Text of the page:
Breaking down the concept of blind bidding – some of the pros and cons. Important to understand for home buyers/sellers and students enrolled in Humber College’s Real Estate program.
Hi, everybody. Rebecca here at the Coaches’ Hangout. One of the topics that is on a lot of people’s minds is the out of control real estate prices and the overall lack of affordability. Whether you’re a buyer or a tenant, when the pandemic hit there were fears that the real estate market would crash even CMHC predicted it would, but the exact opposite occurred. The real estate market has been on fire and prices seem to be out of control. One of the proposals on the table to help cool things down a bit is to eliminate the blind bidding system.
I’m going to talk little bit about that proposal to get the conversation going. We would love to hear what you think so feel free to leave your comments in the comment section below. On a side note, if you’re interested in becoming a real estate agent in Ontario, stay in tuned to the end of this video where I’ll share a 20% discount code that can be used to purchase SeeWhy’s exam preparation tools geared towards Humber College Real Estate Licensing Program.
On one hand, there’s the argument that a seller should be able to market their property in such a way that it generates the highest possible selling price. Perhaps the seller bought it years ago, made payments as agreed, took care of it and even improved the property and wants to maximize the sale price. On the other hand in this frothy market, do sellers really need an advantage? More to the point are bidding wars over inflating prices?
This is what could and does happen under a blind bidding system with some real estate transactions. Let’s suppose a house is listed at $1 million. You’ve lost out on multiple properties, always being out bid so you decide to go in strong and offer the full asking price of one million with no conditions on inspection or financing. In other words, a really strong offer. You then receive a call from a real estate agent informing you that there’s a second offer. In other words, you’re now competing.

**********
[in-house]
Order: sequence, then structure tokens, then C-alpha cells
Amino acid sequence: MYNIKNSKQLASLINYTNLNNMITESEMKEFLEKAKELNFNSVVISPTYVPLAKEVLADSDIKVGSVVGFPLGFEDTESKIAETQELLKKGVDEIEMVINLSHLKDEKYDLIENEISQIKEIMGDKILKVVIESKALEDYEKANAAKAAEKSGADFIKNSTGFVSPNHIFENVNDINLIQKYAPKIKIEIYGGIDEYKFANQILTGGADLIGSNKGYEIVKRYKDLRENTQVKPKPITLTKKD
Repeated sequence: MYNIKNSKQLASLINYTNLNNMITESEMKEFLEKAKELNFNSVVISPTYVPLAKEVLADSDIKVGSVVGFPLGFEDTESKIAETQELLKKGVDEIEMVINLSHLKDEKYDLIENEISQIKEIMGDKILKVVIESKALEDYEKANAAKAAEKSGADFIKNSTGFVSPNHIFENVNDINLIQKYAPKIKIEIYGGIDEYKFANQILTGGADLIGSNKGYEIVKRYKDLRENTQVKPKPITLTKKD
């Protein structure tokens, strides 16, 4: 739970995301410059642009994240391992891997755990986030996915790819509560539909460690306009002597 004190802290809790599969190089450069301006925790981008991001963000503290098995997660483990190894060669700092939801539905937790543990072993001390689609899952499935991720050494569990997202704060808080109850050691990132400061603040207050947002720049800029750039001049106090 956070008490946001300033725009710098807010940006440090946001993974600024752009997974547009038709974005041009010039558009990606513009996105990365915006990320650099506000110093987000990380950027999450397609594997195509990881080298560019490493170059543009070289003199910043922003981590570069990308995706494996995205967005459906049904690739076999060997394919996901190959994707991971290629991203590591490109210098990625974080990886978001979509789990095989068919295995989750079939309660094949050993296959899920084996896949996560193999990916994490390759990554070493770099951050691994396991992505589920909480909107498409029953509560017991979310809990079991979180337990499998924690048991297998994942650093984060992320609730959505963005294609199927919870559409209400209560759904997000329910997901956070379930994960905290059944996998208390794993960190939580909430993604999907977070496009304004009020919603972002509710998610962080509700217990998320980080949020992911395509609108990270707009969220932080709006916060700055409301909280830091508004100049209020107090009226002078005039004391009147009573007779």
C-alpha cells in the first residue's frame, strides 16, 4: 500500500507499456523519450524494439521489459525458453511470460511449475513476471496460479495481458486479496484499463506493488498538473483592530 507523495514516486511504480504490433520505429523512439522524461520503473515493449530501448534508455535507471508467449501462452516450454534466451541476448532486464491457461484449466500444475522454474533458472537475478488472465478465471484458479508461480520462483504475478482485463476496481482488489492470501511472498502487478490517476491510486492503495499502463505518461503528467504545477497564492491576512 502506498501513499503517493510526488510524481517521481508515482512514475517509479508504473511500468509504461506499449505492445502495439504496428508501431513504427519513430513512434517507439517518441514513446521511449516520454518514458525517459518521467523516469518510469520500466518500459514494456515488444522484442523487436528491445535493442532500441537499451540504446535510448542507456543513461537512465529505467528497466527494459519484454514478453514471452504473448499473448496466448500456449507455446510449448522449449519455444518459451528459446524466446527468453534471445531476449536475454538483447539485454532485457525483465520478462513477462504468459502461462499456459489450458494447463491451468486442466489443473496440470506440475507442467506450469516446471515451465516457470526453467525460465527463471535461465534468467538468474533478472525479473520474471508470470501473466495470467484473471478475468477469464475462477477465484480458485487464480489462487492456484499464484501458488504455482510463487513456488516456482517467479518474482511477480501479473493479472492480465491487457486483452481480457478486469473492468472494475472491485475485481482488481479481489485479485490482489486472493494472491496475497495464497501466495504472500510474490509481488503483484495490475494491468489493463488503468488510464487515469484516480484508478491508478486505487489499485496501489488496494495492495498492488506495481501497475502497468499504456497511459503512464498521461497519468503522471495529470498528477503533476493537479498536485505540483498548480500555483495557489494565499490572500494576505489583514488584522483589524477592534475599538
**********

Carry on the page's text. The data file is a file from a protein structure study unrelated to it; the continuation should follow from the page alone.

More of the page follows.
Since it is a blind auction, you have no idea what the other party is offering, but for the purpose of this discussion let’s assume worse than your offer. Let’s say 950,000. Before the sellers review the offers, you are asked if you want to improve or better your offer. Unfortunately, you need to make this decision without the benefit of knowing the substance of the other offer, including the price, down payment provided, closing date and conditions.
Tired of losing out on property after property? You say, “Okay, I will bump my offer to one million and $50,000” Not aware that when the other potential buyer was asked the same thing, they said, “No way. 950,000 is the maximum I am willing to pay.” When the sellers finally review the offers, naturally yours is accepted. The end result is you get the house at a price of one million and $50,000. But if it was an open bid system and you knew the substance of the other offers, you probably would’ve stuck with your original offer of $1 million. So in this scenario, blind bidding worked out for the seller, but not the buyer.
Are you a proponent of the blind bidding system? Would you like to see a move towards a more open bid system? Like I said, at the top of this blog, I would love to hear what you think. So by all means, leave your comments below. Let’s have an informative, respectful conversation.
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